Thus, if the currently active function of one or more decentralized control units is not needed during driving operation or at a standstill or during maintenance work, then a data set ordering the particular decentralized control unit to shut down and wait for a wake-up command is sent via an SPI command from the microcomputer of the central control unit over the interfaces leading to the selected decentralized control units. In a preferred embodiment, the command is composed of the data itself, the selected control units being encoded by a suitable identifier. Either all or a predetermined selection of the decentralized control units may be switched by the microcomputer to a power-saving mode. If the function of the control system again requires an active decentralized control unit, which is currently in an off state, however, then a corresponding command of the microcomputer of the central control unit and/or a corresponding data set is relayed via the corresponding interface to the decentralized control unit, ordering it to turn on again (wake-up command).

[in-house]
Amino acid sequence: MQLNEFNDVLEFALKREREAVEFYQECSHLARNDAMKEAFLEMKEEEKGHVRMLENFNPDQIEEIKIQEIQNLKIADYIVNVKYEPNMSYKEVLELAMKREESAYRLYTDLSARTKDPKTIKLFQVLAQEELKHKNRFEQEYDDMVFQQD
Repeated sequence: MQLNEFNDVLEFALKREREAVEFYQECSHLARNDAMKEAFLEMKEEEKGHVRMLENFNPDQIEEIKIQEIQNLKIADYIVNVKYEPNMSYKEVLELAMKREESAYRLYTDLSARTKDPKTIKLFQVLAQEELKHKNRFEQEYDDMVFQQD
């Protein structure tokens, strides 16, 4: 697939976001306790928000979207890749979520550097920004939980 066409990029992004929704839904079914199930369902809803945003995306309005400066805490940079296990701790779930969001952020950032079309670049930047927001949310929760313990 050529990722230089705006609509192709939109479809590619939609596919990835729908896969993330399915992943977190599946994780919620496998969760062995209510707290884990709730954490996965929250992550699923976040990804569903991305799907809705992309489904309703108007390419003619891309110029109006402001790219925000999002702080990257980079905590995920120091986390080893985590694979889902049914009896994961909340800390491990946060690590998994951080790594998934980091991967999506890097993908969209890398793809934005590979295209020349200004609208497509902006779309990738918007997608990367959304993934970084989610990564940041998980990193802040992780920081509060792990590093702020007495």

FIG. 3 shows a flow chart illustrating the sequence in conjunction with activation and deactivation of all or individual decentralized control units. The simplified flow chart represents a program running in the microcomputer of the central control unit. A similar program is run through for each decentralized control unit or a group of control units at certain points in time. First a check is performed in step 200 to ascertain whether the control unit is currently in a power-saving mode. If this is the case, then step 202 determines whether the prevailing operating state is one in which the sensor is to be activated. If this is the case, a corresponding command or data set is output by the microcomputer via the SPI interface and the current-based interface to the corresponding decentralized control unit in step 204, so that reactivation of the decentralized control unit is triggered. If the control unit is not to be activated, there is no action.